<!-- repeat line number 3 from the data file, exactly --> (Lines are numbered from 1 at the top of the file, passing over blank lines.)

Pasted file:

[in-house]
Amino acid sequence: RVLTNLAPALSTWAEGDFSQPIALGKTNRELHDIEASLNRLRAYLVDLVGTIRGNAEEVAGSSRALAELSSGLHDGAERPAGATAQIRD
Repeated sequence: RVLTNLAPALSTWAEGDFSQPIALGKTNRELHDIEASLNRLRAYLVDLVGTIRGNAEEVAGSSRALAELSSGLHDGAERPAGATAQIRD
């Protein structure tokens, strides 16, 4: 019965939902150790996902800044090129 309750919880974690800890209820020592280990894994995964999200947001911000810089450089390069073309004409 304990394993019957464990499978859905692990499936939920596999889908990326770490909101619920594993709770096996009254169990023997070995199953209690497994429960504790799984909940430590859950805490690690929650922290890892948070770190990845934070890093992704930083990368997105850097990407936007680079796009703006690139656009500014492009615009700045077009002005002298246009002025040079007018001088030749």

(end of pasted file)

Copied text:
Repeated sequence: RVLTNLAPALSTWAEGDFSQPIALGKTNRELHDIEASLNRLRAYLVDLVGTIRGNAEEVAGSSRALAELSSGLHDGAERPAGATAQIRD